‘Nothing inspired her more than knowing she could help survivors and work to prevent sexual violence. We want you all to know that our entire team is here to help and support you, as we all grieve this loss,’ the organization continued in a statement.

‘We want to remember Daisy for the incredible person she was and the legacy she has given us with SafeBAE. We will continue to do the work she was so proud of and dedicated to building.’

Tragedy struck the family last year when Coleman’s younger brother died in a car accident.

She was raped a few years after her father Dr Michael Coleman was killed in a car crash.

They had moved to Maryville, Missouri from Albany, Missouri, some 40 miles away, in 2009 hoping to make new and better memories.

Coleman, then 14, and her best friend Paige Parkhurst, 13, were raped in the basement of one of the high school’s most popular footballers, the scion of a well connected political family.

Much of what happened on the night of September 3, 2012 is undisputed.

At around 1 a.m. Daisy and Paige were having a sleepover at Daisy’s house when they decided to sneak out – at the invitation of Matthew Barnett, now 22. His friends Jordan Zech, 24, Nick Groumoutis, 23 and Cole Forney, 22, were also present.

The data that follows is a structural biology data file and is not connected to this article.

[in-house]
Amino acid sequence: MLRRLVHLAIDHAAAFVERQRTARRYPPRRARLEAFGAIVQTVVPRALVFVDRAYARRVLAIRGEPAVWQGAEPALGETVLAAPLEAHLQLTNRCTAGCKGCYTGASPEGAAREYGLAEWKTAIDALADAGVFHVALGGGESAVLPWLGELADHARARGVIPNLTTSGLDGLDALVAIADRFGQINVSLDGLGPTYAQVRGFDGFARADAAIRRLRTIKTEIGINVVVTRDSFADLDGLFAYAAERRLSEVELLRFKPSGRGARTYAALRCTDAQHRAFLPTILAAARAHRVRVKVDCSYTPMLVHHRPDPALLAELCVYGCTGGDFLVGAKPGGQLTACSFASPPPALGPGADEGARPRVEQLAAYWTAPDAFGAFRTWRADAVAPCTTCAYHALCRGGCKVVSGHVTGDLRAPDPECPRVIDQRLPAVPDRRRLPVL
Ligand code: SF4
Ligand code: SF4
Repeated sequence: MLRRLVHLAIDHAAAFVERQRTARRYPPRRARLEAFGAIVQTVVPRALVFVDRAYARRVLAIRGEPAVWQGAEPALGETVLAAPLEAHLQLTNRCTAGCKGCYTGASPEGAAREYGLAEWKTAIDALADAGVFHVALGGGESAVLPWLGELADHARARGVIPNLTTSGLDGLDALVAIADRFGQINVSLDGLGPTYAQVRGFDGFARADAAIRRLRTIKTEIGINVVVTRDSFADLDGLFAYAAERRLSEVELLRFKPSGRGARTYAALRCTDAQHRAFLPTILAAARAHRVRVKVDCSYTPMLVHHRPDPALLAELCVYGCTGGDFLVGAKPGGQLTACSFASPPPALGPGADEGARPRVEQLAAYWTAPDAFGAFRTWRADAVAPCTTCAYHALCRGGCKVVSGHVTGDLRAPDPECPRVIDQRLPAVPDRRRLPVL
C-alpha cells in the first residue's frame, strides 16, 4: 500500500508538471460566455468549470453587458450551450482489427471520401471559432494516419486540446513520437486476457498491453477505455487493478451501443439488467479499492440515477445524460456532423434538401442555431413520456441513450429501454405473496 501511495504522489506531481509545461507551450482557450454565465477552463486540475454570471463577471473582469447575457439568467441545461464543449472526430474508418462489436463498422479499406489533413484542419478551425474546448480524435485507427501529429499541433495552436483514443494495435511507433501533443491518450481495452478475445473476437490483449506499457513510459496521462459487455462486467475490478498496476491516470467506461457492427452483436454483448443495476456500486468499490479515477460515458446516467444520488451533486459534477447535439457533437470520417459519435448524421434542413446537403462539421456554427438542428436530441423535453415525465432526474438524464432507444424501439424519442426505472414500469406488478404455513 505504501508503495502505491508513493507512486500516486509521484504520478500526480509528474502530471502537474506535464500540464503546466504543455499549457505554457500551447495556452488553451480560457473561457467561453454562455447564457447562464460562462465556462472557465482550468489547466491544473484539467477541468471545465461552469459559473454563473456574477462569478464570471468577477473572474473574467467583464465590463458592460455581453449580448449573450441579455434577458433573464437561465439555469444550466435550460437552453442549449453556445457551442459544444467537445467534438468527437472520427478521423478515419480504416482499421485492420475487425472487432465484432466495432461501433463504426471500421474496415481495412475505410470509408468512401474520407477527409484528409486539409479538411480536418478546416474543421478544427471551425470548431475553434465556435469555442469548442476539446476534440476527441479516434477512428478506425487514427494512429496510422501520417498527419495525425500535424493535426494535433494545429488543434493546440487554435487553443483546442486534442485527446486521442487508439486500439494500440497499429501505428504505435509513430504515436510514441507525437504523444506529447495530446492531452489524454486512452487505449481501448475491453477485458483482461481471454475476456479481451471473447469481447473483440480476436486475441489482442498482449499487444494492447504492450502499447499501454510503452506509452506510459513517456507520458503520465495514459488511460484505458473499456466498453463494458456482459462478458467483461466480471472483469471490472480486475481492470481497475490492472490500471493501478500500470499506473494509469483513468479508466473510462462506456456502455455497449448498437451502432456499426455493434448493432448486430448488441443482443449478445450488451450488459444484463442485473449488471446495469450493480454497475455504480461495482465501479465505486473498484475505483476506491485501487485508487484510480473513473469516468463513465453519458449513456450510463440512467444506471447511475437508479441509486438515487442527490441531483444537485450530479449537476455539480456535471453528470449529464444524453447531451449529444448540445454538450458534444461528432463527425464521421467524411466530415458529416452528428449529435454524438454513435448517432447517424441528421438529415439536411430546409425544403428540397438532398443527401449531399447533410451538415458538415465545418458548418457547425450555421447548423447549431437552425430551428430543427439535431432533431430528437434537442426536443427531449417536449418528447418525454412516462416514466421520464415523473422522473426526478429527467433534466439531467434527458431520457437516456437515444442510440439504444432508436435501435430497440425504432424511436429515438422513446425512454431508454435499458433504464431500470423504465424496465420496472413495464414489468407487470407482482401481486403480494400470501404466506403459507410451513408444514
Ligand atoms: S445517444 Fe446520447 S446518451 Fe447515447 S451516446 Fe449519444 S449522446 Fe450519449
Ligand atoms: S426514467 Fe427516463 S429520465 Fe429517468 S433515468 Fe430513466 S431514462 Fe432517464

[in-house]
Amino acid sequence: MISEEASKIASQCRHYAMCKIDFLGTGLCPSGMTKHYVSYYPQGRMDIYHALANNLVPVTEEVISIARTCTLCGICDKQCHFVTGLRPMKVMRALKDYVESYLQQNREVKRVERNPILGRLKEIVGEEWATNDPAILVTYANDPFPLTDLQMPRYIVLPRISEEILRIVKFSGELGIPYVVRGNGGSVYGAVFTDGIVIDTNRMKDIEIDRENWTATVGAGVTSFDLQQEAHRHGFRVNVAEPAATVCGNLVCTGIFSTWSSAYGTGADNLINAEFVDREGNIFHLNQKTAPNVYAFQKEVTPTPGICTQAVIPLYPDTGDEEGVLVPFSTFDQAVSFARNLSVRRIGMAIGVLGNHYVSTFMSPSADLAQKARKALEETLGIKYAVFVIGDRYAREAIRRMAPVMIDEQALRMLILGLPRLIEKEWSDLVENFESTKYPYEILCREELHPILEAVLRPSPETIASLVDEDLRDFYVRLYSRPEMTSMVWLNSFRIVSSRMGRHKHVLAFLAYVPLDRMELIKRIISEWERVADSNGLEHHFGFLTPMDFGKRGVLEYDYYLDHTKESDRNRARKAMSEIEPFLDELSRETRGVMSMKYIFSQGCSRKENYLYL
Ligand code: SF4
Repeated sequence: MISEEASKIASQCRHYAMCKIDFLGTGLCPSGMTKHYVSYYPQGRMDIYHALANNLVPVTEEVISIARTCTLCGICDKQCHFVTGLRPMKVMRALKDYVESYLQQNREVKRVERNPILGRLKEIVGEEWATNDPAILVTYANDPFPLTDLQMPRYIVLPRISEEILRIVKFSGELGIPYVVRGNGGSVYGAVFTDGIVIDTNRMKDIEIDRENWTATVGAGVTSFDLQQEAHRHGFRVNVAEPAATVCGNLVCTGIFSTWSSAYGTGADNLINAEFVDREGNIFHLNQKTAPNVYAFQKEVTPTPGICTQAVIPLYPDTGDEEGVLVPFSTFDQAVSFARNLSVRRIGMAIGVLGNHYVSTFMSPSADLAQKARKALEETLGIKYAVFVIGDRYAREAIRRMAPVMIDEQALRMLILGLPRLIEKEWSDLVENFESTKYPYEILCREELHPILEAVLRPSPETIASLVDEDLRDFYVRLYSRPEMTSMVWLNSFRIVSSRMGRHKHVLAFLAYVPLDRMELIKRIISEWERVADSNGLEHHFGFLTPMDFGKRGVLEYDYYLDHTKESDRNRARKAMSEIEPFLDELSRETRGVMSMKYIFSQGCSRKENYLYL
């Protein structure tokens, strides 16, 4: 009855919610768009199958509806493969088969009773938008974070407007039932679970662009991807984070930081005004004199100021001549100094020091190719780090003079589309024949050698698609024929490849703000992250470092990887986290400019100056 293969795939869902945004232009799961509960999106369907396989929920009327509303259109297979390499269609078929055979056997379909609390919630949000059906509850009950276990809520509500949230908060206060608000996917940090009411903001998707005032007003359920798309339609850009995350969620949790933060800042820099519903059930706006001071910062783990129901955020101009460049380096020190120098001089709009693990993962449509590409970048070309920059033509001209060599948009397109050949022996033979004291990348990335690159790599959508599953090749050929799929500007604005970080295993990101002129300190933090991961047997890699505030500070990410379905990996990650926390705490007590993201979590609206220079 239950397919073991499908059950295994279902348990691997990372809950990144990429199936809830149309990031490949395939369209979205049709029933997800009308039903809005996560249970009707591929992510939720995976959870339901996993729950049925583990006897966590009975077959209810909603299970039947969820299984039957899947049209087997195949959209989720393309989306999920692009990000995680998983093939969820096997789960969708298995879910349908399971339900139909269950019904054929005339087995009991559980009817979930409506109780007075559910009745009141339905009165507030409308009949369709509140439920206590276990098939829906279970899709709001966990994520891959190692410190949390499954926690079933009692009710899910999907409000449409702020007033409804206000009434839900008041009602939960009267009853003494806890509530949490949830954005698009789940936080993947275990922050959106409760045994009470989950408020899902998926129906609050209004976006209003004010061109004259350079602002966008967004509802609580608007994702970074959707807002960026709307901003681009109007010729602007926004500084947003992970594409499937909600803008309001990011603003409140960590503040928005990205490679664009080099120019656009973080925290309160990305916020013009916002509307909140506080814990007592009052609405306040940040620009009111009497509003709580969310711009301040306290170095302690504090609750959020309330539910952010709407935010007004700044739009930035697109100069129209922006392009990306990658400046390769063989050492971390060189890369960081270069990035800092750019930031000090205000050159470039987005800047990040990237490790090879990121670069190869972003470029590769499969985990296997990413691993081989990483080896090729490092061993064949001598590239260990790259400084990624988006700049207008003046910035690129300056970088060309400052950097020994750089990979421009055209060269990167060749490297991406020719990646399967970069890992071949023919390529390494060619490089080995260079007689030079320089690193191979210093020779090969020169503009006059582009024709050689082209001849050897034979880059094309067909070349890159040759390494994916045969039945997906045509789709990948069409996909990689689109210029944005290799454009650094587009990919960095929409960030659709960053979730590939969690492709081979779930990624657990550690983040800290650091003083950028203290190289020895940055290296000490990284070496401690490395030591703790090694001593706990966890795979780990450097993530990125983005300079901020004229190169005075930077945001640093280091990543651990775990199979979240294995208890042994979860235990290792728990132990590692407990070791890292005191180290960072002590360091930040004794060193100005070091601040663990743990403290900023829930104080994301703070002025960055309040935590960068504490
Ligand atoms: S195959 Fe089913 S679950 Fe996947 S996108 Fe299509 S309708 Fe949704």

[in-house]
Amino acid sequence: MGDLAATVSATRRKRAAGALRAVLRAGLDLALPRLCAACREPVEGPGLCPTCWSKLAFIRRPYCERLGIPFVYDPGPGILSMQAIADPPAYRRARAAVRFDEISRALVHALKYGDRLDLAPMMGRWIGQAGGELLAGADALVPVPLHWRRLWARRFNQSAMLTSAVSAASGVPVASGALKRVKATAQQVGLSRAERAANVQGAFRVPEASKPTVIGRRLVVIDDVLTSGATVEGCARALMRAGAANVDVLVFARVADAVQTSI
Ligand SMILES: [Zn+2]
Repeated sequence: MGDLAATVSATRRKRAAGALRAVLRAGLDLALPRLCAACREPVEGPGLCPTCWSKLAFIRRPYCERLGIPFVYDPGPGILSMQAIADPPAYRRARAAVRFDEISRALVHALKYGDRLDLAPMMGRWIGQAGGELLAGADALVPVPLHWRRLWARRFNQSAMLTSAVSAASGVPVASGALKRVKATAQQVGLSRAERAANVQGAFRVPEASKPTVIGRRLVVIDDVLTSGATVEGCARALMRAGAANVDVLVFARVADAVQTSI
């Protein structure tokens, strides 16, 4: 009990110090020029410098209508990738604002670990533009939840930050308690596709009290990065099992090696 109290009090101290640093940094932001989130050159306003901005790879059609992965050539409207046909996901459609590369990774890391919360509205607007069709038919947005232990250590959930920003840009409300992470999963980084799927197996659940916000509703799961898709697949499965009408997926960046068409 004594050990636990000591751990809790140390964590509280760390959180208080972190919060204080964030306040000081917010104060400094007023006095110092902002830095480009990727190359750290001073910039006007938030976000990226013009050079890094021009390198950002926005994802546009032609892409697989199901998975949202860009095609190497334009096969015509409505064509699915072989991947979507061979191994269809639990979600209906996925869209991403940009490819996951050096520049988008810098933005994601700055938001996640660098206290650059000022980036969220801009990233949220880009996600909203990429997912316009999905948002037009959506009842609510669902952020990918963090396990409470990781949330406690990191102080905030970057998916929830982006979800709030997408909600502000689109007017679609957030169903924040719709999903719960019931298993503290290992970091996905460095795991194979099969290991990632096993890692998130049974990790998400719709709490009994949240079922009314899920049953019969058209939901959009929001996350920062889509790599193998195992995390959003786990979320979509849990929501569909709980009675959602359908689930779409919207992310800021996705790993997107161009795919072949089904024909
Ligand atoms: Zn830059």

Daisy’s brother, Charlie, 23, regarded Groumoutis as his best friend but was wary of Barnett. He told her not to text him but she ignored him.

Almost immediately the girls were separated. Barnett admitted having sex with Daisy – 14 is the age of consent in the state of Missouri – but said it was consensual and that Daisy did not drink heavily until afterwards.

Daisy recalled being offered a drink from what the boys called the ‘bitch cup’ – a tall shot glass – then being offered a second and not remembering anything after that.

He used Nick Groumoutis’s cell phone to record but claimed he thought they were just ‘dry humping.’ The video was deleted – after reportedly being passed around the school – but never retrieved by law enforcement.

Paige’s rapist confessed and was convicted in juvenile court, but it was only after a second investigation that Daisy’s alleged rapist was convicted in adult court on the lesser charge of child endangerment.

Coleman told Dailymail.com in 2017: ‘I was very young [when it happened] so obviously I did not cope with it well. I was very negative towards myself. I lost all of my confidence. I didn’t realize who I was anymore because I lost my position on the cheerleading squad.

‘I faced a lot of identity problems and a lot of that journey was just redefining myself and recognizing that even though all these people are saying all these things about me doesn’t mean that they’re true, because I get to define who I am.’

She added that she had forgiven her rapist: ‘I feel no resentment towards my attacker only because I have come to realize that he was only passing on some form of negativity to me which at some point was passed onto him so once I came to that realization…that made me forgive him in a sense even though he never presented an apology.’